COLUMBUS, Ohio — The perfect example for what the Ohio State backfield should look like isn’t hard to find.
The Buckeyes themselves provided the blueprint — a blueprint used not that long ago and featuring all the running backs they have on hand this spring.
They’ve seen J.K. Dobbins handle the majority of the carries and wear down defenders with his physical approach. They’ve watched Mike Weber come fresh off the bench and pull away from defenders like somebody had spiked his Gatorade with rocket fuel. There were even opportunities in that romp of Michigan State’s touted rush defense to get Antonio Williams involved for a handful of carries, which might come in handy since it’s looking like the Buckeyes might need to expand their rotation based on the way he’s been practicing.
So, obviously Ohio State should just do that every week, right?
“It’s like anything else, we’re going to do what’s conducive to help us win games — however that looks,” running back coach Tony Alford said. “It just depends on the flow of the game and how things are going. If you go back to that week [against Michigan State], that did work in our favor.
“We’ll kind of see how it goes. It will be a week-by-week deal, but they’re both going to play. And they’re both going to play a lot. How’s that for a crystal ball?”
Alford has often joked about his inability to predict the future, and unfortunately he didn’t get any of the tools he wanted for Christmas to help sharpen his prognosticating abilities. But he does have the benefit of hindsight and proof of what Ohio State is capable of when its backfield is fully healthy, balanced and given an opportunity to showcase its depth.
Dobbins earned his spot as the starter last season as one of the most dynamic freshman rushers in the country, and the 18 carries he had against the Spartans feels like the right volume of touches for him without wearing him out. And with another proven, elite tailback waiting in the wings, Michigan State had no answer when Weber got his chances — exploding for 162 yards on just 9 attempts, sparked by an 82-yarder that showcased his breakaway speed.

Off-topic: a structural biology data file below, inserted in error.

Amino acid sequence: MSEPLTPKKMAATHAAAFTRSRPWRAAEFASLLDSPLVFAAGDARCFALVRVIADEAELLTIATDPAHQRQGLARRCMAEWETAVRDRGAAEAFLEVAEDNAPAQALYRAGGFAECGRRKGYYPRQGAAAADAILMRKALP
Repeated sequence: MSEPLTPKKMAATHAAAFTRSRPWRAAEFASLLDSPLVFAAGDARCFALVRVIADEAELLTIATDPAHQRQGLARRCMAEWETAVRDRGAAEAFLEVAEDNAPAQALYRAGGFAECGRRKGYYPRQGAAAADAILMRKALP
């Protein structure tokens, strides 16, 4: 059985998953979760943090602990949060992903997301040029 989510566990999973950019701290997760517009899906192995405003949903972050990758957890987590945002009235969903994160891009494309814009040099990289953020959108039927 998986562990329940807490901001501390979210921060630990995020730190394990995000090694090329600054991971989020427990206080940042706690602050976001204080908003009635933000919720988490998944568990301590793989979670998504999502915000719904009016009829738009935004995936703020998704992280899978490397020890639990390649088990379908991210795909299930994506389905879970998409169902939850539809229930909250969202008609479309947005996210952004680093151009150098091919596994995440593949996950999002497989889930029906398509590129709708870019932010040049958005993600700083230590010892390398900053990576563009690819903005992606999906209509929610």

And while Williams was mainly just used to bleed out the clock down the stretch, Ohio State has used him effectively as a short-yardage weapon in the past. And coming off a season that included 3 touchdowns, he’s also building a case that he could be used to do more than just move piles or play in mop-up duty.
“Yeah, I feel like that [Michigan State game] would be a good example,” Dobbins said. “That felt great.
“But that’s not up to me, that’s a coach’s decision. I don’t know how they split it up, I don’t know how to do it. … We get along well. I mean, we push each other, of course. But it’s not our decision, that’s the coach’s decision. Whatever the coaches want.”
That decision isn’t always as clear-cut as it might seem. And figuring out just the right approach is where it gets tricky for Alford and the rest of the coaching staff when other factors creep into play.
Do the Buckeyes need to ride a hot hand? Does it take a certain amount of carries before a rusher finds a groove? Do certain game plans need to feature better blitz pickup skills at running back or lean on somebody who has the better set of hands to help as a target for the passing game? Are some of the carries being limited by the defensive looks and quarterback keepers? What about the score, time and situation of the game?
Just about the only thing Alford isn’t trying to factor into the decision is emotions. In other words, whatever Ohio State winds up doing, it won’t be to appease everybody in his room.
“I’m not a kind of guy who wants to keep people happy,” Alford said. “The guys that deserve to play are going to play. There’s going to be a lot of competition, and they all know it. They’re going to champion each other’s successes and help each other out when they’re not having success, somebody better help pick them up. As one goes, we all go.
“It’s not about keeping guys happy, because guys that produce are going to play. Guys that earn the right to play will play. That’s not about keeping people happy. You’re happy when you win.”
The Buckeyes did that with ease against the Spartans last year, and the running backs paved the way.
All they need to do now is repeat it as often as possible.